Movie characters have often been featured living in some of the world’s most iconic – and expensive – locations around the world.
But could they have actually afforded them? A UK mortgage advice website recently conducted some research to find out – and according to onlinemortgageadvisor.co.uk’s managing director, Pete Mugleston, there were some characters who were in well over their heads.
“As we immerse ourselves within fantasy worlds of cliffhangers and ‘happily ever afters’, it’s easy to forget how unrealistic these scenarios would actually be in the real world,” he said.
“We wanted to find out if, behind those rose-tinted glasses, they would be hiding a low credit score and needing a mortgage with bad credit.”
In order to calculate the debt, onlinemortgageadvisor.co.uk looked at the following for each character: estimated income before tax, property value, monthly mortgage payment (based on a 30-year deal, 4 per cent interest rate and 10 per cent deposit) and monthly rent (if not buying).
Bridget Jones, Bridget Jones’ Diary
Location: Borough Market, SE1, Central London, United Kingdom
Monthly income before tax: £1563 ($2824)
Rent: £2000 ($3614)
Property value: N/A
Job: Entry level publicist
Debt: £437.50 a month ($790)
Likelihood of eviction: 40 per cent
Not only are most of Bridget Jones’ 30s caught up in a love triangle with love rat Daniel Cleaver and the quietly handsome Mark Darcy, her job doesn’t even cover her rent, Mr Mugleston says.
“While Bridget doesn’t live a particularly glamorous lifestyle, she somehow still manages to afford her spacious period flat in the middle of Borough Market, as well as regular nights out and copious packets of cigarettes,” he said.
Mr Henry Brown, Paddington
Location: Primrose Hill, SE1, Central London, United Kingdom
Monthly income before tax: £3569 ($6450)
Monthly mortgage payments: £14,270 ($25,789)
Property value: £3.35 million ($6.05 million)
Job: City of London risk analyst
Debt: £10,701 a month ($19,339)
Likelihood of repossession: 85 per cent
In the movie Paddington, based on the fictional Paddington Bear, the Brown family resides in a grand townhouse in Primrose Hill, London.
“While on the surface it may be believable that Henry’s salary is sufficient to provide for a family of four plus a bear, when you consider the cost of a mortgage for such a grandeur property, plus a live-in housekeeper, things don’t add up,” Mr Mugleston said.
William Thacker, Notting Hill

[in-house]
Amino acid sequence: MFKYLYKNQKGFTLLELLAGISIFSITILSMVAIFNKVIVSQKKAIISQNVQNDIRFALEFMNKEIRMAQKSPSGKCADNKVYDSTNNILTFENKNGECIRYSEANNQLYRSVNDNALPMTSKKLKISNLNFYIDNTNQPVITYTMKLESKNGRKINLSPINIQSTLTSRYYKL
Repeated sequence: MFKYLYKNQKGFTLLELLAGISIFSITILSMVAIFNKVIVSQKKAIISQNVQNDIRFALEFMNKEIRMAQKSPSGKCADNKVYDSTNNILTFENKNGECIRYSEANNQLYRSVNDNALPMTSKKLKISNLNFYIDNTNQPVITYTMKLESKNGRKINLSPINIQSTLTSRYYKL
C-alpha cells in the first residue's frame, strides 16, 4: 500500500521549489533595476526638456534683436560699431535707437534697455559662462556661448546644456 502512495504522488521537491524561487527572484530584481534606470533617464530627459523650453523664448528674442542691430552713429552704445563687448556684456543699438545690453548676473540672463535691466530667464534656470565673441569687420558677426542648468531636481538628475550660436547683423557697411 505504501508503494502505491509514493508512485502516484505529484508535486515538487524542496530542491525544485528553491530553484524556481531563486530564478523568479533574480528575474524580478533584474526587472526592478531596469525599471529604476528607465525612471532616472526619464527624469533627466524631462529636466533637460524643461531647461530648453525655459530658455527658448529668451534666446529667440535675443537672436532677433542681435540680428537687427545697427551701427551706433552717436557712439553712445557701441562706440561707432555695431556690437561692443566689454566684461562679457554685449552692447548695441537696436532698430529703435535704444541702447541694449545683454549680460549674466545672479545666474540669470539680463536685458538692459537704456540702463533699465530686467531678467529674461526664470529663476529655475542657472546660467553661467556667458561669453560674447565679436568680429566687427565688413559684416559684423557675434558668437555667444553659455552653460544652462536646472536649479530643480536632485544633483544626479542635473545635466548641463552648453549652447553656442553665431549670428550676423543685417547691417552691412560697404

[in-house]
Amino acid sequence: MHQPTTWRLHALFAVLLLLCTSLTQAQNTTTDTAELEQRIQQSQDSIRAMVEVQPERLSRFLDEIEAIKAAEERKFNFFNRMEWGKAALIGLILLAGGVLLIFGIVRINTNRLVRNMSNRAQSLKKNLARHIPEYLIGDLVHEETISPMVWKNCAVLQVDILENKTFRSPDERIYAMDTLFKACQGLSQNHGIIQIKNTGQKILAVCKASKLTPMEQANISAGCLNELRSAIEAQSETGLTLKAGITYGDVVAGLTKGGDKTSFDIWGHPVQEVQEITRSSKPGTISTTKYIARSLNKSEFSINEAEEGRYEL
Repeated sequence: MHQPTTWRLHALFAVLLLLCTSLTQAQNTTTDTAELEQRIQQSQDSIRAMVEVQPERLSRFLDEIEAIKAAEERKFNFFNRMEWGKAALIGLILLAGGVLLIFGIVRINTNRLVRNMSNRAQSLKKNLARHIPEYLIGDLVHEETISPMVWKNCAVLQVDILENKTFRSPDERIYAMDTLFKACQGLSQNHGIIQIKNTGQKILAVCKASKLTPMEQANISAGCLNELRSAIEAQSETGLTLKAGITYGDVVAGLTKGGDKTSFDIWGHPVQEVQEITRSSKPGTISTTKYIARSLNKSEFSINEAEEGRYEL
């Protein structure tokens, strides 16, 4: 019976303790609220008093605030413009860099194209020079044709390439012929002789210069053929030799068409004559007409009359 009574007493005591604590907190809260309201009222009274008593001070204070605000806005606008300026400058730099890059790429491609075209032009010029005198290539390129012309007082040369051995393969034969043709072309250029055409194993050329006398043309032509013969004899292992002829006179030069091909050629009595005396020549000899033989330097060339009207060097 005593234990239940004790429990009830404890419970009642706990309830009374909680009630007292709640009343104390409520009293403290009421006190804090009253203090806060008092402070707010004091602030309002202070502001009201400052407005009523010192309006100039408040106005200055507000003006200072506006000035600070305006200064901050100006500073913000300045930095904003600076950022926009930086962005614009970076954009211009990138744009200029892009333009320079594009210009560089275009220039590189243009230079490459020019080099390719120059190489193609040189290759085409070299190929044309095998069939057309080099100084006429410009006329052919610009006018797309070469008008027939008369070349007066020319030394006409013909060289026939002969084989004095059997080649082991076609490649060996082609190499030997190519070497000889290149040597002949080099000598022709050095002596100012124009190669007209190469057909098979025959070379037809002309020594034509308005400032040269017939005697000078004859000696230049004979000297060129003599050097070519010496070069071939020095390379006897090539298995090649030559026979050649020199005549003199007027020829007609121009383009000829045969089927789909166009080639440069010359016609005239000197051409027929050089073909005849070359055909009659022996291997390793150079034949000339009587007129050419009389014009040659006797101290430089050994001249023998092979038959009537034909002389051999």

Location: Notting Hill, Central London, United Kingdom
Monthly income before tax: -£1565 (-$2828)
Monthly mortgage payments: £19,488 ($35,219)
Property value: £4.575 million ($8.27 million)
Job: Book store owner
Debt: £21,052 a month ($38,046)
Likelihood of repossession: 80 per cent
Hugh Grant was downright adorable in this classic ’90s rom-com that follows the romance between bumbling bookshop owner William Thacker and “the most famous actress in the world” Anna Scott.
But Mr Mugleston said his research uncovered major issues with the practicalities of William Thacker’s life.
“First, how does the owner of a loss-making book store land himself a mortgage in the first place? More specifically, a mortgage in one of the most affluent areas of London?” he said.
“Totally unfeasible. If this movie was recreated in 2019, it would more likely be called ‘Dagenham’ or ‘West Croydon’.”
Miranda Hillard, Mrs Doubtfire
Location: 2640 Steiner Street, San Francisco, US
Monthly income before tax: $US7500 ($10,992)
Monthly mortgage payments: $US17,831 ($26,133)
Property value: $US4.15 million ($6.08 million)
Job: Interior designer
Debt: $US10,331 a month ($15,141)
Likelihood of eviction: 50 per cent
In the film, Miranda Hillard is not only paying the mortgage by herself, she’s also paying her ex, Daniel Hillard (aka Mrs Doubtfire), a wage of $1200 a month.
“The address for the Hillard house is in San Francisco’s Pacific Heights, and this area is not cheap. In fact, it’s a little too upmarket, even for a high-end interior designer,” Mr Mugleston said.
“If her bank account were as beautifully decorated as her house, we’d be shocked. There’s no way she could afford this house.”
Dana Barrett, Ghostbusters
Location: 55 Central Park West, New York, US
Monthly income before tax: $US8333 ($12,212)
Monthly mortgage payments: $US143,225 ($209,910)
Property value: $US33 millionD ($48.36 million)
Job: Orchestra cellist
Debt: $US134,891 ($197,696)
Likelihood of eviction: 100 per cent
“It seems fitting that a talented musician like Dana would live on the Upper West Side of Manhattan in New York City, but on her wages this idyllic scenario turns into a real horror story,” Mr Mugleston said.
“The most skilled classical musicians don’t earn enough money to be living this lifestyle. In fact, with a loss of around $134,891 US a month, demonic possession is the least of her worries.”
But not all our favourite on-screen characters have been living beyond their means. Mr Mugleston said there were a couple of characters who lived in properties better suited to their earnings.
Carrie Bradshaw, Sex and the City
Location: East 73rd Street, Upper East Side, Manhattan, New York
Job: Newspaper columnist
Monthly income before tax: $US5142 ($7536)
Rent: $US2037 ($2985)
Somewhat surprisingly, the sex columnist who wore Manolo Bahniks and chain-smoked has a monthly income that easily covers her rent for her New York apartment.
Because of that, she is deemed to have no monthly debt and no chance of being evicted.
Patrick Bateman, American Psycho
Location: Manhattan, New York
Job: Wall Street investment banker
Monthly income before tax: $US28,000 ($41,036)
Rent: up to $US4500 per month ($6595)
Although his apartment was based on a fictitious building in Manhattan, New York, the estimated cost back in 2011 for a luxury NYC apartment was $4500 per month.
Patrick Bateman earned big but lived within his means, so he had no monthly debt and no chance of being evicted.